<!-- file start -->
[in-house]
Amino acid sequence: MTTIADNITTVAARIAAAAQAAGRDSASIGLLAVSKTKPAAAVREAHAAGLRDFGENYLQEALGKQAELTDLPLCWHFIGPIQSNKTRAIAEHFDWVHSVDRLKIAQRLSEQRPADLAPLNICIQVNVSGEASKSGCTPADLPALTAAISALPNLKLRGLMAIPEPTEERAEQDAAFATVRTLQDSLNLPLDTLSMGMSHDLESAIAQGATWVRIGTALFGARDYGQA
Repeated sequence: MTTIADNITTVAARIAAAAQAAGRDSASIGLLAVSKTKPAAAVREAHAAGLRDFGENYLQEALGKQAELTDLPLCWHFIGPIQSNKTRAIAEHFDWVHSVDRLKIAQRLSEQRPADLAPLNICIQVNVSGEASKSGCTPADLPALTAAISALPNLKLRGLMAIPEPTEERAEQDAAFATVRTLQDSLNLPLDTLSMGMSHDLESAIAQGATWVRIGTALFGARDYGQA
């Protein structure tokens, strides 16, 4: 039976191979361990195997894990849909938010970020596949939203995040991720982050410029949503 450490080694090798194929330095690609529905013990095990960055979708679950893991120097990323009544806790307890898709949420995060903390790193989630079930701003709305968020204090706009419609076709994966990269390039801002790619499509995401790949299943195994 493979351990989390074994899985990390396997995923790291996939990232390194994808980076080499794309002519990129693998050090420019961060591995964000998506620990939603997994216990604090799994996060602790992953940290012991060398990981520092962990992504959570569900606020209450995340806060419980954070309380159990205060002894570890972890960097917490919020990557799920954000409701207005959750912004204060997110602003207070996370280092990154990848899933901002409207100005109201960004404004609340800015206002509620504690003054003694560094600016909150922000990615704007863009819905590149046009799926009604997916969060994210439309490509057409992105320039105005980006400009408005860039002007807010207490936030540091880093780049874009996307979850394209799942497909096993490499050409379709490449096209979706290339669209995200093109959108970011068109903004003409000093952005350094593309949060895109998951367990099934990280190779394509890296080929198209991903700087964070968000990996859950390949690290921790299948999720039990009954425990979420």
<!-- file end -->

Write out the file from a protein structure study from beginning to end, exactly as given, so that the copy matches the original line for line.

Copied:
[in-house]
Amino acid sequence: MTTIADNITTVAARIAAAAQAAGRDSASIGLLAVSKTKPAAAVREAHAAGLRDFGENYLQEALGKQAELTDLPLCWHFIGPIQSNKTRAIAEHFDWVHSVDRLKIAQRLSEQRPADLAPLNICIQVNVSGEASKSGCTPADLPALTAAISALPNLKLRGLMAIPEPTEERAEQDAAFATVRTLQDSLNLPLDTLSMGMSHDLESAIAQGATWVRIGTALFGARDYGQA
Repeated sequence: MTTIADNITTVAARIAAAAQAAGRDSASIGLLAVSKTKPAAAVREAHAAGLRDFGENYLQEALGKQAELTDLPLCWHFIGPIQSNKTRAIAEHFDWVHSVDRLKIAQRLSEQRPADLAPLNICIQVNVSGEASKSGCTPADLPALTAAISALPNLKLRGLMAIPEPTEERAEQDAAFATVRTLQDSLNLPLDTLSMGMSHDLESAIAQGATWVRIGTALFGARDYGQA
């Protein structure tokens, strides 16, 4: 039976191979361990195997894990849909938010970020596949939203995040991720982050410029949503 450490080694090798194929330095690609529905013990095990960055979708679950893991120097990323009544806790307890898709949420995060903390790193989630079930701003709305968020204090706009419609076709994966990269390039801002790619499509995401790949299943195994 493979351990989390074994899985990390396997995923790291996939990232390194994808980076080499794309002519990129693998050090420019961060591995964000998506620990939603997994216990604090799994996060602790992953940290012991060398990981520092962990992504959570569900606020209450995340806060419980954070309380159990205060002894570890972890960097917490919020990557799920954000409701207005959750912004204060997110602003207070996370280092990154990848899933901002409207100005109201960004404004609340800015206002509620504690003054003694560094600016909150922000990615704007863009819905590149046009799926009604997916969060994210439309490509057409992105320039105005980006400009408005860039002007807010207490936030540091880093780049874009996307979850394209799942497909096993490499050409379709490449096209979706290339669209995200093109959108970011068109903004003409000093952005350094593309949060895109998951367990099934990280190779394509890296080929198209991903700087964070968000990996859950390949690290921790299948999720039990009954425990979420």